Despite rapidly advancing technologies, it’s impossible to predict every potential catastrophe. From downed power lines to rogue snow storms – there’s no telling what will rob you of electricity. According to Las Vegas Electrician Brandon McCoy from Callidus Electric, “Having an emergency electric generator is a huge advantage for every homeowner, but for some, it’s a necessity.”
Before buying one, it’s good to go over whether or not you’ll actually end up using one.
Emergency Generator – A Lifeline, Not a Convenience
If you’re someone who lives in an isolated area or an area that’s at risk for snow storms, then a generator is more of a lifeline than a convenience. For example, you might have a grandparent that needs electricity for medical equipment. If this is the case, consult with an electrician to install a standby generator that automatically turns on in case of a power outage. Electricians recommend many ways to save money on electricity – risking lives is not one of them.
How Does Your House Use Electricity?
If your heating equipment, water heater, stove, and oven all use natural gas, you might be able to keep all those conveniences once the power crashes. But if they’re not gas operated, then having a generator might literally be a lifesaver.
Some mobile generators are as small as a water cooler, while others are as large as a truck engine. You’re going to want a protected, secure place to store your generator when not in use, and a suitable location to operate it. Keep in mind that they do need to be covered in case of rain, so it is ideal to have some type of roofing over them. The one big issue you might run into is if you live in a single-family vs multi-family house.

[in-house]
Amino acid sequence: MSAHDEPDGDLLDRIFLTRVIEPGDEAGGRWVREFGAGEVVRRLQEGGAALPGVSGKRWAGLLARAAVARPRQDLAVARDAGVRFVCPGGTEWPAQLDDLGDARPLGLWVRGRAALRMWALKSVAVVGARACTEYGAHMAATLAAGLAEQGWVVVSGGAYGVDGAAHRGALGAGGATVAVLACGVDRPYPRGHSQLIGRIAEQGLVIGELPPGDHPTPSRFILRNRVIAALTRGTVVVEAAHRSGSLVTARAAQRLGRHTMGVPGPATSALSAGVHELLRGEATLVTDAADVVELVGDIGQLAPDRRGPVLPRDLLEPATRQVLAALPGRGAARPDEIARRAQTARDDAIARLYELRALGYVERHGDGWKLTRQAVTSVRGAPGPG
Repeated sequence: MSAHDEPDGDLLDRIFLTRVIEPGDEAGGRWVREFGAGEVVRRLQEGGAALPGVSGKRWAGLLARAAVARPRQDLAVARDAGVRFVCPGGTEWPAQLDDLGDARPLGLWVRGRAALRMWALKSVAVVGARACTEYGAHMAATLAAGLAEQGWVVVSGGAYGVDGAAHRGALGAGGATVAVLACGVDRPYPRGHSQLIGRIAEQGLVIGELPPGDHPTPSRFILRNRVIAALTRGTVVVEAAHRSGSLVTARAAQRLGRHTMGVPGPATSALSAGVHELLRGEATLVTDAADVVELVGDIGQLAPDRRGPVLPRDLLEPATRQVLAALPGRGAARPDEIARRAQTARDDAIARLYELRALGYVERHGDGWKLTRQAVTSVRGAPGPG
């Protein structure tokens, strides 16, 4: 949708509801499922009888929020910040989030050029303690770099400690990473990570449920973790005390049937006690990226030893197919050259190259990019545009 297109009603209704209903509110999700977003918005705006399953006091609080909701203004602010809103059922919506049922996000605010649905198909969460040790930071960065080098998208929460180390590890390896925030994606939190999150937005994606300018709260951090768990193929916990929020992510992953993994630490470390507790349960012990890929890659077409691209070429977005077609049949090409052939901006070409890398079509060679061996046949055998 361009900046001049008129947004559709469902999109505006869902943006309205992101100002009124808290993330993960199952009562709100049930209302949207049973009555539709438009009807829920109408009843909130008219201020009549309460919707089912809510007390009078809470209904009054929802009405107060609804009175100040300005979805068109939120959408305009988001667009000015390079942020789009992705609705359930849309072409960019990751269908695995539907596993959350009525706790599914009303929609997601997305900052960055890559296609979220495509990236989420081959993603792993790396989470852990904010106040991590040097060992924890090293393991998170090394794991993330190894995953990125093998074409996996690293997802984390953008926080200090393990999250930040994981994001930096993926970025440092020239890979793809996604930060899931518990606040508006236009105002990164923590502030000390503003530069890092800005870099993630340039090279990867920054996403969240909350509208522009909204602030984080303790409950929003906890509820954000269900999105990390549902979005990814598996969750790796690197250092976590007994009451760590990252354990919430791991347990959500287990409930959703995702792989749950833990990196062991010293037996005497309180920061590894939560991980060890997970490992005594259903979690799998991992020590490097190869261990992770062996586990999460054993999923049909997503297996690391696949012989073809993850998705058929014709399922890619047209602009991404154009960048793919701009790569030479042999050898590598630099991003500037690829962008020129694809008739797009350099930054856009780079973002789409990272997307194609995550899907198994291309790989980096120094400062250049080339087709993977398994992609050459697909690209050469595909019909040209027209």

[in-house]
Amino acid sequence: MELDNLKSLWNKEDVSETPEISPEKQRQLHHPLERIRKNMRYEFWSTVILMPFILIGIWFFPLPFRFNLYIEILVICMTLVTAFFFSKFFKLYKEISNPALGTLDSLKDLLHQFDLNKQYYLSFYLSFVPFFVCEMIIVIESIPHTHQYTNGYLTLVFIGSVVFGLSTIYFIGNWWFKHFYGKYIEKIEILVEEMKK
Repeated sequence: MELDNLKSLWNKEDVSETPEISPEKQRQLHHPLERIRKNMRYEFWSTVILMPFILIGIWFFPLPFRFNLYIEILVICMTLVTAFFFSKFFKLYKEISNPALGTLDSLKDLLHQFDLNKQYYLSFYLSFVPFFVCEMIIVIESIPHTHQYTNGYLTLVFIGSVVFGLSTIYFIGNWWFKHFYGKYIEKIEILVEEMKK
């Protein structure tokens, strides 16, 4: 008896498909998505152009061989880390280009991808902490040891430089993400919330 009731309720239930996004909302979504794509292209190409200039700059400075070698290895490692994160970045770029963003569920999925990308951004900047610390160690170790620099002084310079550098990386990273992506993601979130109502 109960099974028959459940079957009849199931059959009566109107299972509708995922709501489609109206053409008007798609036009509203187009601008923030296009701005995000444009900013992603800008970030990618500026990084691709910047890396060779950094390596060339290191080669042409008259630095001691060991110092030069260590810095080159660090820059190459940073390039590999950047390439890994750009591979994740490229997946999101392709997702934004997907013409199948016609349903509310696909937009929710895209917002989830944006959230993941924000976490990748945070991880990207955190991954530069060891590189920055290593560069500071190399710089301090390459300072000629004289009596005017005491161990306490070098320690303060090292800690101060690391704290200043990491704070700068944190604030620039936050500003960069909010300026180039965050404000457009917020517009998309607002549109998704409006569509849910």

With the single-family home, you’ll probably have space to what you want. But in a multi-family, your neighbors probably won’t let you set up a generator unless they’re all on board with the idea.
How to Safely Store Highly Flammable Liquid (Gasoline)
Along with generator space, you’ll also require a covered, secure place that’s not in your main residence to store gasoline. Fuel should be stored in plastic gas cans. And if you are storing it for at least a couple of days, you should use a fuel stabilizing additive.
A lower-end generator will be able to keep your refrigerator running and will also let you charge up a few devices. But, you probably want more than just that in case of an emergency. The safe way to use a larger generator is by having a transfer switch.
This unit is directly connected to your circuit board and gives your entire house access to electricity. This means no extension cords and full power for your home. Getting a transfer switch isn’t cheap, but it’s completely worthwhile in case of an emergency.
The alternative to getting a generator is to just bear out the storms or to check into a hotel. Both options are risky as hotels get booked quickly when there’s the threat of an emergency. There are just so many risks with “enduring a storm” that it’s not worth risking it. Who knows how long the outage will last? How long will your supplies last? How much money will you lose in spoiled foods?
When it comes to electrical emergencies, the worst thing you can do is to be penny-wise but dollar foolish. Not to mention, adding an electric generator to your home is often on the list of best home improvements for its return on investment.